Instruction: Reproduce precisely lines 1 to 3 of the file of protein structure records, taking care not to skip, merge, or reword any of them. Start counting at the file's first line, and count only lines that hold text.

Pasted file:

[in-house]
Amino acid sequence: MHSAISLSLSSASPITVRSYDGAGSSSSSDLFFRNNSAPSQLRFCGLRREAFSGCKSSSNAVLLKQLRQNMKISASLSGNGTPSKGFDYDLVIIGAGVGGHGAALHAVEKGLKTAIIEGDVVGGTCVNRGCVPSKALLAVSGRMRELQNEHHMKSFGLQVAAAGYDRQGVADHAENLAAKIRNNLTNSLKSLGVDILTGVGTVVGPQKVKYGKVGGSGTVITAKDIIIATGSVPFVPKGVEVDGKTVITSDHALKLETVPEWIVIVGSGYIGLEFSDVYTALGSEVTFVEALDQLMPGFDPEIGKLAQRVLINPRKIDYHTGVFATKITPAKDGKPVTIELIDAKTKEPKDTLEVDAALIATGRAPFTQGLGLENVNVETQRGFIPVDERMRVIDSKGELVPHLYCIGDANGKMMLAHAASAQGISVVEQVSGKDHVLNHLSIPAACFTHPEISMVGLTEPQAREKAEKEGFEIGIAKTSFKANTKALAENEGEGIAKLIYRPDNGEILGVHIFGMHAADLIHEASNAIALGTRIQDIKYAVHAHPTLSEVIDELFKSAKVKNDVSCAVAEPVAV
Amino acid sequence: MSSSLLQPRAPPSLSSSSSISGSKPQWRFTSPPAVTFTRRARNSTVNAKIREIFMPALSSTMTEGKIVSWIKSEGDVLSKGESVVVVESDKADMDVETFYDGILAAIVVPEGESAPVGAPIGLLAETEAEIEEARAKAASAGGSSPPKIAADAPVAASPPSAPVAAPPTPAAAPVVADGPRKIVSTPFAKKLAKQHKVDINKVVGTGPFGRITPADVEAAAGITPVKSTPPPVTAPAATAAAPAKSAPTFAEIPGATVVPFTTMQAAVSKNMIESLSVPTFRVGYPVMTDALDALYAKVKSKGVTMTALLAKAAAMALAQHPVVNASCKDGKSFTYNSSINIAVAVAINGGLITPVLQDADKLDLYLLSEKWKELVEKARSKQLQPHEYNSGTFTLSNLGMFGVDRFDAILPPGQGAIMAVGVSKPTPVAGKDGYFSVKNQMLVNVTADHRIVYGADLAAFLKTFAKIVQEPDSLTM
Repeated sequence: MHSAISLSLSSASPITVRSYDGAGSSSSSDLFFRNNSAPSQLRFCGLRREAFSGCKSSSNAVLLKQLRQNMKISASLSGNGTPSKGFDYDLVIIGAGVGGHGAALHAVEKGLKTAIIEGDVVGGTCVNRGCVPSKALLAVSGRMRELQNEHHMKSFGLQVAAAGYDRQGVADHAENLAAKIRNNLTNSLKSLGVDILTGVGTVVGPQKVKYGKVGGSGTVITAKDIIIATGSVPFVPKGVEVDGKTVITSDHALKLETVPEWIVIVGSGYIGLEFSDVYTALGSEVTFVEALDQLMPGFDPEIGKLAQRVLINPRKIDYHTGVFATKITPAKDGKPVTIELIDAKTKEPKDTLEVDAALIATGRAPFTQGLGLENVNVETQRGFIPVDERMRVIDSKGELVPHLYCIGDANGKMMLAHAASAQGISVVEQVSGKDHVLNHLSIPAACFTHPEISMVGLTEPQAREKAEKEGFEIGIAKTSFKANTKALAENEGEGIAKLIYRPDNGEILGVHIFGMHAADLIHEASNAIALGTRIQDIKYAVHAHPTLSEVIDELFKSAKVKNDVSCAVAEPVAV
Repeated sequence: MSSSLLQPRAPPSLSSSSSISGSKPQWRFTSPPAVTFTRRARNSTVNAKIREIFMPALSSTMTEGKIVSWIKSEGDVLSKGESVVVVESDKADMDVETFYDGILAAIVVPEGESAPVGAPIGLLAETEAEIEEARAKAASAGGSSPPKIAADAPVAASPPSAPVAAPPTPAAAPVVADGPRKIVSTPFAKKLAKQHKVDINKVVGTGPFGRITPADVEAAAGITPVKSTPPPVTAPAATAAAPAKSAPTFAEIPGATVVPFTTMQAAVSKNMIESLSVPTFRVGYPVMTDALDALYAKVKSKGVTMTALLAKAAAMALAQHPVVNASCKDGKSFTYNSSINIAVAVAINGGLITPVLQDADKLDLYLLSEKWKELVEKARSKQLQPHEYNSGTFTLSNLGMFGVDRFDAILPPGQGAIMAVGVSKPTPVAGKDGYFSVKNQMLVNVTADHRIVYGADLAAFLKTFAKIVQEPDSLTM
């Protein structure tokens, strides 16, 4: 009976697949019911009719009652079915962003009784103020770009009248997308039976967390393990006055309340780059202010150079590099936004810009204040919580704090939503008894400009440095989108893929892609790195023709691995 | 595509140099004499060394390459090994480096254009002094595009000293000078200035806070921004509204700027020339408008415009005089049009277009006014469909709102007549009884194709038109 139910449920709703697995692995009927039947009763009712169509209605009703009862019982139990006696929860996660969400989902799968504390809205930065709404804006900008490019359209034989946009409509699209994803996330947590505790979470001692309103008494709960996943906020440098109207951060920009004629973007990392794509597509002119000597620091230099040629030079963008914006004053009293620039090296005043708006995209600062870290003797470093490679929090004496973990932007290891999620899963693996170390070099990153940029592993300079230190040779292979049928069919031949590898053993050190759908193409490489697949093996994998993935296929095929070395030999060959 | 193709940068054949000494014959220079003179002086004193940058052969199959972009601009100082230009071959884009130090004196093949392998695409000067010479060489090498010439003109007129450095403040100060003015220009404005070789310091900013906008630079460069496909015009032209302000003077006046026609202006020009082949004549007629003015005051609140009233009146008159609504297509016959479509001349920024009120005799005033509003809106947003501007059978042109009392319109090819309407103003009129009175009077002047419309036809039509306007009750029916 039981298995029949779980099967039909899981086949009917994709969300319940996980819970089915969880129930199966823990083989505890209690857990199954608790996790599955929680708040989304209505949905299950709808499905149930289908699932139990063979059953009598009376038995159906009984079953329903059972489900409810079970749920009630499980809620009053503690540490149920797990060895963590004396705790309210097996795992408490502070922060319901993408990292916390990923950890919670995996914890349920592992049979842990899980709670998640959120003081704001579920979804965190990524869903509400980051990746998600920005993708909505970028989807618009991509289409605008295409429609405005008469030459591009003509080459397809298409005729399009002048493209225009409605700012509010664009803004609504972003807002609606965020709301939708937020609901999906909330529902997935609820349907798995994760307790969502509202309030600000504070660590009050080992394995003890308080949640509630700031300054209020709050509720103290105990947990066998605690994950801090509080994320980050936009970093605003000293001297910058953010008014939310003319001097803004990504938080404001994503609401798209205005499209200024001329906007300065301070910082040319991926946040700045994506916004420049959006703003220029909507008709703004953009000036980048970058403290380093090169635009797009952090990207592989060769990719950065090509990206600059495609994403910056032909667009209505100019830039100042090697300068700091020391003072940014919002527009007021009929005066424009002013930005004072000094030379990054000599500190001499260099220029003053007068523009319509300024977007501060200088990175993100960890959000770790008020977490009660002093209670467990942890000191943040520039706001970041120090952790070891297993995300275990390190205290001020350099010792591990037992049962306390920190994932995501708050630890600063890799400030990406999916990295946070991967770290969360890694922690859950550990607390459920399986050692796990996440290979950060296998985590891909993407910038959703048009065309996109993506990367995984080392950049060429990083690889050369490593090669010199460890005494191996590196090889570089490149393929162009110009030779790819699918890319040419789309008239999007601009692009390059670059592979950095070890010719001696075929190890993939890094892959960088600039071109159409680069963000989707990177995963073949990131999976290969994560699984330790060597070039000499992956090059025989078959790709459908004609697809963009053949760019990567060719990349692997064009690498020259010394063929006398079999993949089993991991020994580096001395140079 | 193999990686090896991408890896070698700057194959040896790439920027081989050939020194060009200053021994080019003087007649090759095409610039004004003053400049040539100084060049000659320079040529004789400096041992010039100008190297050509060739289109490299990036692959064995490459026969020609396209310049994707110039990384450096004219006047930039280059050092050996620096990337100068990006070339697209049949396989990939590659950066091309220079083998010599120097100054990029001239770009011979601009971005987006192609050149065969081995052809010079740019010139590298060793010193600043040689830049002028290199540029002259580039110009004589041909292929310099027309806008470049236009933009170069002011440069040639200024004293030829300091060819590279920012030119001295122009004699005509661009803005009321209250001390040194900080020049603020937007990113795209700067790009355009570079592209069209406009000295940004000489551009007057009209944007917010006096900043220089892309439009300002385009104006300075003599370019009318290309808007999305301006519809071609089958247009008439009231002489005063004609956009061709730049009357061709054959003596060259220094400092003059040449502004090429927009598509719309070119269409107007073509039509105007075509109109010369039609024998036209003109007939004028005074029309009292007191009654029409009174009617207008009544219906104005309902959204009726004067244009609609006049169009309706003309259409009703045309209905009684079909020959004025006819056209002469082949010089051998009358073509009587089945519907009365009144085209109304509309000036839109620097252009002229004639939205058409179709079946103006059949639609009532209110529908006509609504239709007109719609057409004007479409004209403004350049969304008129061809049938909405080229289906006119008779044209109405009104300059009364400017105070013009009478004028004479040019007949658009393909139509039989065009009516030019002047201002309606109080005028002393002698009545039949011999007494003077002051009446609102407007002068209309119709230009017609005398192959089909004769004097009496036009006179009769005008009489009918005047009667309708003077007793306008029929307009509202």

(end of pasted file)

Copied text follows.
[in-house]
Amino acid sequence: MHSAISLSLSSASPITVRSYDGAGSSSSSDLFFRNNSAPSQLRFCGLRREAFSGCKSSSNAVLLKQLRQNMKISASLSGNGTPSKGFDYDLVIIGAGVGGHGAALHAVEKGLKTAIIEGDVVGGTCVNRGCVPSKALLAVSGRMRELQNEHHMKSFGLQVAAAGYDRQGVADHAENLAAKIRNNLTNSLKSLGVDILTGVGTVVGPQKVKYGKVGGSGTVITAKDIIIATGSVPFVPKGVEVDGKTVITSDHALKLETVPEWIVIVGSGYIGLEFSDVYTALGSEVTFVEALDQLMPGFDPEIGKLAQRVLINPRKIDYHTGVFATKITPAKDGKPVTIELIDAKTKEPKDTLEVDAALIATGRAPFTQGLGLENVNVETQRGFIPVDERMRVIDSKGELVPHLYCIGDANGKMMLAHAASAQGISVVEQVSGKDHVLNHLSIPAACFTHPEISMVGLTEPQAREKAEKEGFEIGIAKTSFKANTKALAENEGEGIAKLIYRPDNGEILGVHIFGMHAADLIHEASNAIALGTRIQDIKYAVHAHPTLSEVIDELFKSAKVKNDVSCAVAEPVAV
Amino acid sequence: MSSSLLQPRAPPSLSSSSSISGSKPQWRFTSPPAVTFTRRARNSTVNAKIREIFMPALSSTMTEGKIVSWIKSEGDVLSKGESVVVVESDKADMDVETFYDGILAAIVVPEGESAPVGAPIGLLAETEAEIEEARAKAASAGGSSPPKIAADAPVAASPPSAPVAAPPTPAAAPVVADGPRKIVSTPFAKKLAKQHKVDINKVVGTGPFGRITPADVEAAAGITPVKSTPPPVTAPAATAAAPAKSAPTFAEIPGATVVPFTTMQAAVSKNMIESLSVPTFRVGYPVMTDALDALYAKVKSKGVTMTALLAKAAAMALAQHPVVNASCKDGKSFTYNSSINIAVAVAINGGLITPVLQDADKLDLYLLSEKWKELVEKARSKQLQPHEYNSGTFTLSNLGMFGVDRFDAILPPGQGAIMAVGVSKPTPVAGKDGYFSVKNQMLVNVTADHRIVYGADLAAFLKTFAKIVQEPDSLTM